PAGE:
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Death at the Wellcome Collection

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Andy Warhol, Untitled, 1987
Andy Warhol, Untitled, 1987 Courtesy of The Richard Harris Collection

For their latest exhibition, London’s Wellcome Collection goes right for humanity’s jugular with a large-scale show musing on various aspects of death...

Who? For their latest exhibition, London’s Wellcome Collection goes right for humanity’s jugular with a large-scale show musing on various aspects of death. Showing pieces on loan from collector Richard Harris, it uses a diverse array of artworks, historical artefacts and ephemera to explore the various portrayals and experiences of death in societies across the world and the centuries.

What? While taking the concept of death as the start, middle and end of an exhibition is perhaps a gloomy notion, in allowing scope for life’s grim reality to be considered from all angles, many intriguing ideas are explored. A key element of the success lies in the variety of the works on show, which trace a line from Renaissance vanitas paintings, via drawings of the Grim Reaper stalking through bedrooms and belltowers, warning of the necessity to barricade one's mortal soul against sin, all the way to Warhol’s quartet of skeletons, Jodie Carey’s bone chandelier and Marcos Raya’s intrusive, blank eyed skulls leering out of family portraits. Essentially what is demonstrated is that, while time and location may superficially alter the look of death, ultimately the questions, fears and confusions raised in the face of our inevitable demise are universal.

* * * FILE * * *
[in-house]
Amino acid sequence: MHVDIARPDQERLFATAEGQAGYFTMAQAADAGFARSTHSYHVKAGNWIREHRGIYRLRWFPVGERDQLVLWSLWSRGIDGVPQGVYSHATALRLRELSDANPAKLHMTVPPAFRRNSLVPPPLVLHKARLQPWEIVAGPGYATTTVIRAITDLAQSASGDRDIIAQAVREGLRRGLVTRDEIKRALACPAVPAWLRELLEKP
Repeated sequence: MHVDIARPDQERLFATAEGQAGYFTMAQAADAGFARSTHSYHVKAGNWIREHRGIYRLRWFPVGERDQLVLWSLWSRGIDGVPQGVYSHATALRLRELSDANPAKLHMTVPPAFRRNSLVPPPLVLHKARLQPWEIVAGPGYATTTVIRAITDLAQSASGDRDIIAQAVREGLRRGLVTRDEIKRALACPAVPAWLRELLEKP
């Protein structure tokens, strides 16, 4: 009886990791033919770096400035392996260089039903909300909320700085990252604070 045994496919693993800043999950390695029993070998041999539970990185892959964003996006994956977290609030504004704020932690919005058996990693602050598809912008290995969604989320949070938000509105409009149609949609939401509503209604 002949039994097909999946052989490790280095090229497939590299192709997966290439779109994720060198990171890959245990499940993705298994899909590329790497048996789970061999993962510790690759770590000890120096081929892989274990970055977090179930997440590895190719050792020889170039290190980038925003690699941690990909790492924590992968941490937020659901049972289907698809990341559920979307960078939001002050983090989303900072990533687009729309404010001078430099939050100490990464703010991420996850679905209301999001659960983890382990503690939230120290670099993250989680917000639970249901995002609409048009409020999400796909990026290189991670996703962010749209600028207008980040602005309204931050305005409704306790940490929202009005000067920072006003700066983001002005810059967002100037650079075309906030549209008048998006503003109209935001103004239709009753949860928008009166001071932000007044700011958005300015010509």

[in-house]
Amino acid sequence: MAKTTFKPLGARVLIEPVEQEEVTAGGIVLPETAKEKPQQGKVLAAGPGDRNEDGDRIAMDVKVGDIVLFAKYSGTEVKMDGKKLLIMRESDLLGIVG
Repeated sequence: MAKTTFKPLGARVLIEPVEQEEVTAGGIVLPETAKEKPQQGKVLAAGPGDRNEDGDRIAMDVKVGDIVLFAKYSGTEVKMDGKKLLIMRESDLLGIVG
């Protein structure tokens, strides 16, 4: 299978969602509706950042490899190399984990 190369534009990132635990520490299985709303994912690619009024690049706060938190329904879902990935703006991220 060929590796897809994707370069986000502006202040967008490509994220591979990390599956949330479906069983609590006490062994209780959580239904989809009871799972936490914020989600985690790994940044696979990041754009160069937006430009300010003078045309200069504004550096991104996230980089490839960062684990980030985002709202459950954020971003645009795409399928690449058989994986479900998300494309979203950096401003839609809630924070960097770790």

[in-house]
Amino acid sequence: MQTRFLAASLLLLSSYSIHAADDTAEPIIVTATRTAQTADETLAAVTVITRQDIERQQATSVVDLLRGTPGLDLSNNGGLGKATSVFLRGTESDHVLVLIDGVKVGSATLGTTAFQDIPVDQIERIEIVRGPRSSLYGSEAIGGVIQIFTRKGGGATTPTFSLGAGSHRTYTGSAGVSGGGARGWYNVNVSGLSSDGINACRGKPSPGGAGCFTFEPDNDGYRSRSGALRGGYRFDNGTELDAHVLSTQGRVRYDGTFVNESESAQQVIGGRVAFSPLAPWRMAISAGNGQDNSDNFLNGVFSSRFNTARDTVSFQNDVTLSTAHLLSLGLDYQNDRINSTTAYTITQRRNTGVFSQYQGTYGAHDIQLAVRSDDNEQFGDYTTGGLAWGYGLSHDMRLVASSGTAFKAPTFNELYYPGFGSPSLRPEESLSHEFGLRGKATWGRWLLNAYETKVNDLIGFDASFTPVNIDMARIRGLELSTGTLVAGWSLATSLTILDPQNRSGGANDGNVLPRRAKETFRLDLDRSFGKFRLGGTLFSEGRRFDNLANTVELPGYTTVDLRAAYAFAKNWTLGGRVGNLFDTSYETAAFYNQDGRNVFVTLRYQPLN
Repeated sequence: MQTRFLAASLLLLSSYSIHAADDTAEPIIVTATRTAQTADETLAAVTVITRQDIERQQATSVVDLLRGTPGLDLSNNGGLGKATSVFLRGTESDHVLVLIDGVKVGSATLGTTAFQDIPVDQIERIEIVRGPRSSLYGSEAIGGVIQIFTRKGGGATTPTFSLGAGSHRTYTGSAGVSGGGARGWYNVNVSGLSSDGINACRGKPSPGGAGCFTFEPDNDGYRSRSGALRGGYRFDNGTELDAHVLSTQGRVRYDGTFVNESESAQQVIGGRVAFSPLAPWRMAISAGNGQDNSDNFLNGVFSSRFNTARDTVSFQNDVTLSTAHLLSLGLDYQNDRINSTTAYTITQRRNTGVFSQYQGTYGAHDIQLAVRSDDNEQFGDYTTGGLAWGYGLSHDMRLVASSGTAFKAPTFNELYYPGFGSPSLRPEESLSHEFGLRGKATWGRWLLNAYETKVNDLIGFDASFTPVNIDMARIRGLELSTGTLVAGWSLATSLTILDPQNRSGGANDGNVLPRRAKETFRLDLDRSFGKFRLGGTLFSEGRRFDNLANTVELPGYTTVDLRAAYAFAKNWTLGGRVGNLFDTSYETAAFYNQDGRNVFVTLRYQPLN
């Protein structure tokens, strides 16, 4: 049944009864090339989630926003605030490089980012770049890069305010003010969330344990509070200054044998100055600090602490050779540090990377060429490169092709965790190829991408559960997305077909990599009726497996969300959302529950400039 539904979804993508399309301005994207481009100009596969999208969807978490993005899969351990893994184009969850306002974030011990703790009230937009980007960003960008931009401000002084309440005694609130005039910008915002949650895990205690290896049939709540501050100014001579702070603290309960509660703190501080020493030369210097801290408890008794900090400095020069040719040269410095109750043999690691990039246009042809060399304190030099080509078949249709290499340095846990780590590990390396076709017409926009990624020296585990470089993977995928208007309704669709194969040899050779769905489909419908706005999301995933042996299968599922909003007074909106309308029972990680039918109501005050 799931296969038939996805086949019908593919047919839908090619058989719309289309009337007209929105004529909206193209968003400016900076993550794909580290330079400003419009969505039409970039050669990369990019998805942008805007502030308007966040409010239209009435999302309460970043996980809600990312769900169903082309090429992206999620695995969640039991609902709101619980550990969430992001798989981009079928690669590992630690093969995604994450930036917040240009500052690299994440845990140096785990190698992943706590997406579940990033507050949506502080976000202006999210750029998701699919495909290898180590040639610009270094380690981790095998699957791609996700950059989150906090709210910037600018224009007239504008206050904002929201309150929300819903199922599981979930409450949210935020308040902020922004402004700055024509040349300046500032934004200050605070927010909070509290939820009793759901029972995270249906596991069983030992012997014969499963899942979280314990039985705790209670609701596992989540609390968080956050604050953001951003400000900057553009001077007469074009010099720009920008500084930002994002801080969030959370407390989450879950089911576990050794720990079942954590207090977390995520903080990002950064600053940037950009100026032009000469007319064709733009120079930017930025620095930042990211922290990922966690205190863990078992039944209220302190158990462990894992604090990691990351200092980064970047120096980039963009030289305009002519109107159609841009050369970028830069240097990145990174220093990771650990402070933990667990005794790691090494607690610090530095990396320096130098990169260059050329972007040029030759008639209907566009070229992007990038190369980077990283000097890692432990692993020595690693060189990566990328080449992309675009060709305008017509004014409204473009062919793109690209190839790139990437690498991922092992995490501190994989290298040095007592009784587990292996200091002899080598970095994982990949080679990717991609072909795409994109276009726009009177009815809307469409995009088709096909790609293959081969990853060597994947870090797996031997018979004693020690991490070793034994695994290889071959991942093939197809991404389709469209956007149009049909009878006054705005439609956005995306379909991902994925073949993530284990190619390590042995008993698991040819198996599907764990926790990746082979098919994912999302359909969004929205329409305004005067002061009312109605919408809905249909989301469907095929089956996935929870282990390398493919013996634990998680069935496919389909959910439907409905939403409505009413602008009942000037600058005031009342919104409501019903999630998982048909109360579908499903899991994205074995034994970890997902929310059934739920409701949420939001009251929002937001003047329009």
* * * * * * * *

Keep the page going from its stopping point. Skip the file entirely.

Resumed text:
"A morbid kunstkammer of intrigue, horror and the blackest humour, this exhibition is a wise and witty dissection of life’s most difficult question."

Why? Death: A Self Portrait leads its victims on a journey into the bleakest portion of our existence, littered with Goya’s sketches of Napoleon’s bloody invasion of Spain, delicate netsuke from the turn of the century and masked participants in Mexico’s Day of the Dead. Yet the show comes into its own with its flashes of wit, sex and the surreal. The silvery nudes of Czech photographer František Drtikol, depicting beautiful women holding skulls, are declarations of the body’s rich sensuality and victory over death’s cold stillness. And in a wonderfully surreal picture taken at the dawn of the photographic age, young medical students pose proudly with a recently flayed corpse, holding its grinning face up to the camera. A morbid kunstkammer of intrigue, horror and the blackest humour, this exhibition is a wise and witty dissection of life’s most difficult question.

Death: A Self Portrait is at the Wellcome Collection until 24 February 2013.

Text by Tish Wrigley

Tish Wrigley is the AnOther assistant editor.

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